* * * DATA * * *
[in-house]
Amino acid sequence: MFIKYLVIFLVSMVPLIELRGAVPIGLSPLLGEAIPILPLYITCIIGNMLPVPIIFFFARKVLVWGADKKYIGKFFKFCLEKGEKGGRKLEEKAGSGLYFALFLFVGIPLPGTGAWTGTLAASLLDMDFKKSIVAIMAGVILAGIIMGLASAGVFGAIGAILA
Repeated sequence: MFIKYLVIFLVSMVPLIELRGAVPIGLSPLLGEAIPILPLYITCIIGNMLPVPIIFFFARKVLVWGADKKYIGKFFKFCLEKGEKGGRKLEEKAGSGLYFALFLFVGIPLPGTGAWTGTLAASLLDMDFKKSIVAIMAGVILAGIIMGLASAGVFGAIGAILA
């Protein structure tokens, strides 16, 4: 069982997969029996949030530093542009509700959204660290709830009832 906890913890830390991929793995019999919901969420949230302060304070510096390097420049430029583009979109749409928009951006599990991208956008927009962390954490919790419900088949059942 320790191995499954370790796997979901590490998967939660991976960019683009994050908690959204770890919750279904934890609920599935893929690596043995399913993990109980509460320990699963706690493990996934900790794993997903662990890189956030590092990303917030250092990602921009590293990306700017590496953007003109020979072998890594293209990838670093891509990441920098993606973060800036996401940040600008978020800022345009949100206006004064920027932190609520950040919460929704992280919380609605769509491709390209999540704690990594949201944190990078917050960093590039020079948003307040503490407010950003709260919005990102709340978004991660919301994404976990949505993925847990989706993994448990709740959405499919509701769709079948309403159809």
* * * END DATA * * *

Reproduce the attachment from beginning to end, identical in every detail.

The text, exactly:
[in-house]
Amino acid sequence: MFIKYLVIFLVSMVPLIELRGAVPIGLSPLLGEAIPILPLYITCIIGNMLPVPIIFFFARKVLVWGADKKYIGKFFKFCLEKGEKGGRKLEEKAGSGLYFALFLFVGIPLPGTGAWTGTLAASLLDMDFKKSIVAIMAGVILAGIIMGLASAGVFGAIGAILA
Repeated sequence: MFIKYLVIFLVSMVPLIELRGAVPIGLSPLLGEAIPILPLYITCIIGNMLPVPIIFFFARKVLVWGADKKYIGKFFKFCLEKGEKGGRKLEEKAGSGLYFALFLFVGIPLPGTGAWTGTLAASLLDMDFKKSIVAIMAGVILAGIIMGLASAGVFGAIGAILA
């Protein structure tokens, strides 16, 4: 069982997969029996949030530093542009509700959204660290709830009832 906890913890830390991929793995019999919901969420949230302060304070510096390097420049430029583009979109749409928009951006599990991208956008927009962390954490919790419900088949059942 320790191995499954370790796997979901590490998967939660991976960019683009994050908690959204770890919750279904934890609920599935893929690596043995399913993990109980509460320990699963706690493990996934900790794993997903662990890189956030590092990303917030250092990602921009590293990306700017590496953007003109020979072998890594293209990838670093891509990441920098993606973060800036996401940040600008978020800022345009949100206006004064920027932190609520950040919460929704992280919380609605769509491709390209999540704690990594949201944190990078917050960093590039020079948003307040503490407010950003709260919005990102709340978004991660919301994404976990949505993925847990989706993994448990709740959405499919509701769709079948309403159809």